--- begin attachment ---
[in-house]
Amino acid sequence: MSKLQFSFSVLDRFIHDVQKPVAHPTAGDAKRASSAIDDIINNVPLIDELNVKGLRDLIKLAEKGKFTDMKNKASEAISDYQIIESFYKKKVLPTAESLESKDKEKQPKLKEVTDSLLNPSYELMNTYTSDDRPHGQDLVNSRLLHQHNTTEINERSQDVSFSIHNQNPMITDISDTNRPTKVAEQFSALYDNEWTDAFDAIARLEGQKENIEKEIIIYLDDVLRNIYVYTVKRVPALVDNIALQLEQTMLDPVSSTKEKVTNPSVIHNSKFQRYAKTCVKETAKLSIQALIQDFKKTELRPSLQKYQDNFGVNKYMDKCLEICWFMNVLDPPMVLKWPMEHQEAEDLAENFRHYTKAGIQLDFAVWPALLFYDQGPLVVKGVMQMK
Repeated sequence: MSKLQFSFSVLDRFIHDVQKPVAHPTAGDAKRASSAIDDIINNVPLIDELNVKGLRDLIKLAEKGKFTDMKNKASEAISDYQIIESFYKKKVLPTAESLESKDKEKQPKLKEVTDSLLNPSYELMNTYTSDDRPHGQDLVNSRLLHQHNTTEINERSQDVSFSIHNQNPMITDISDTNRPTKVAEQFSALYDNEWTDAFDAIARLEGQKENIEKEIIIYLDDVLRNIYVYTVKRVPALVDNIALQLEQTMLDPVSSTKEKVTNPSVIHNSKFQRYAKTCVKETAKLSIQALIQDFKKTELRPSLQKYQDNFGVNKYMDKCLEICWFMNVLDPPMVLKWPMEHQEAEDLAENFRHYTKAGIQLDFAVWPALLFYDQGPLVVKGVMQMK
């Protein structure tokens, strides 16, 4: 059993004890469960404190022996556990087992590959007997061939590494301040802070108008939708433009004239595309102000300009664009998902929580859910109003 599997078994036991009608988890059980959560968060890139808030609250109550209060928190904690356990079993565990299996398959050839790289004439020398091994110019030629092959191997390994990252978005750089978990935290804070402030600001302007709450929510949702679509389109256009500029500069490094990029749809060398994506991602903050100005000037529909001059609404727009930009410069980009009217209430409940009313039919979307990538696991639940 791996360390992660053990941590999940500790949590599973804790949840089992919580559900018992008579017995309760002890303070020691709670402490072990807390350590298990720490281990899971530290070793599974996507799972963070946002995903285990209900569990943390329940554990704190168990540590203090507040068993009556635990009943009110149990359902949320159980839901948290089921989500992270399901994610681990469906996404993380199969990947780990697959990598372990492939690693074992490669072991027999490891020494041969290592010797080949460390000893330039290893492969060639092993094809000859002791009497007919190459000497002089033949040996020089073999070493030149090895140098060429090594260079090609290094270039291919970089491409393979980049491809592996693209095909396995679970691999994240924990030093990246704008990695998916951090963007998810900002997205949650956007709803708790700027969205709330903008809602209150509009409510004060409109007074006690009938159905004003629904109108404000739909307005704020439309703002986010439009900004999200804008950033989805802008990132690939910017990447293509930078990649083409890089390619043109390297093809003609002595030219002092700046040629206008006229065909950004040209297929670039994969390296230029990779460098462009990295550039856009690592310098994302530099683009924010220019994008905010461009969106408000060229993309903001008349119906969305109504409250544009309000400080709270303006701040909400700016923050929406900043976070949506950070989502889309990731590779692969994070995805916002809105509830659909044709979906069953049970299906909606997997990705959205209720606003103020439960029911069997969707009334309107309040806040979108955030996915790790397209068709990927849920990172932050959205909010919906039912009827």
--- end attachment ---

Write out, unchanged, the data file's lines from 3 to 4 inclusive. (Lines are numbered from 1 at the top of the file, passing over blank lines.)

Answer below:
Repeated sequence: MSKLQFSFSVLDRFIHDVQKPVAHPTAGDAKRASSAIDDIINNVPLIDELNVKGLRDLIKLAEKGKFTDMKNKASEAISDYQIIESFYKKKVLPTAESLESKDKEKQPKLKEVTDSLLNPSYELMNTYTSDDRPHGQDLVNSRLLHQHNTTEINERSQDVSFSIHNQNPMITDISDTNRPTKVAEQFSALYDNEWTDAFDAIARLEGQKENIEKEIIIYLDDVLRNIYVYTVKRVPALVDNIALQLEQTMLDPVSSTKEKVTNPSVIHNSKFQRYAKTCVKETAKLSIQALIQDFKKTELRPSLQKYQDNFGVNKYMDKCLEICWFMNVLDPPMVLKWPMEHQEAEDLAENFRHYTKAGIQLDFAVWPALLFYDQGPLVVKGVMQMK
């Protein structure tokens, strides 16, 4: 059993004890469960404190022996556990087992590959007997061939590494301040802070108008939708433009004239595309102000300009664009998902929580859910109003 599997078994036991009608988890059980959560968060890139808030609250109550209060928190904690356990079993565990299996398959050839790289004439020398091994110019030629092959191997390994990252978005750089978990935290804070402030600001302007709450929510949702679509389109256009500029500069490094990029749809060398994506991602903050100005000037529909001059609404727009930009410069980009009217209430409940009313039919979307990538696991639940 791996360390992660053990941590999940500790949590599973804790949840089992919580559900018992008579017995309760002890303070020691709670402490072990807390350590298990720490281990899971530290070793599974996507799972963070946002995903285990209900569990943390329940554990704190168990540590203090507040068993009556635990009943009110149990359902949320159980839901948290089921989500992270399901994610681990469906996404993380199969990947780990697959990598372990492939690693074992490669072991027999490891020494041969290592010797080949460390000893330039290893492969060639092993094809000859002791009497007919190459000497002089033949040996020089073999070493030149090895140098060429090594260079090609290094270039291919970089491409393979980049491809592996693209095909396995679970691999994240924990030093990246704008990695998916951090963007998810900002997205949650956007709803708790700027969205709330903008809602209150509009409510004060409109007074006690009938159905004003629904109108404000739909307005704020439309703002986010439009900004999200804008950033989805802008990132690939910017990447293509930078990649083409890089390619043109390297093809003609002595030219002092700046040629206008006229065909950004040209297929670039994969390296230029990779460098462009990295550039856009690592310098994302530099683009924010220019994008905010461009969106408000060229993309903001008349119906969305109504409250544009309000400080709270303006701040909400700016923050929406900043976070949506950070989502889309990731590779692969994070995805916002809105509830659909044709979906069953049970299906909606997997990705959205209720606003103020439960029911069997969707009334309107309040806040979108955030996915790790397209068709990927849920990172932050959205909010919906039912009827």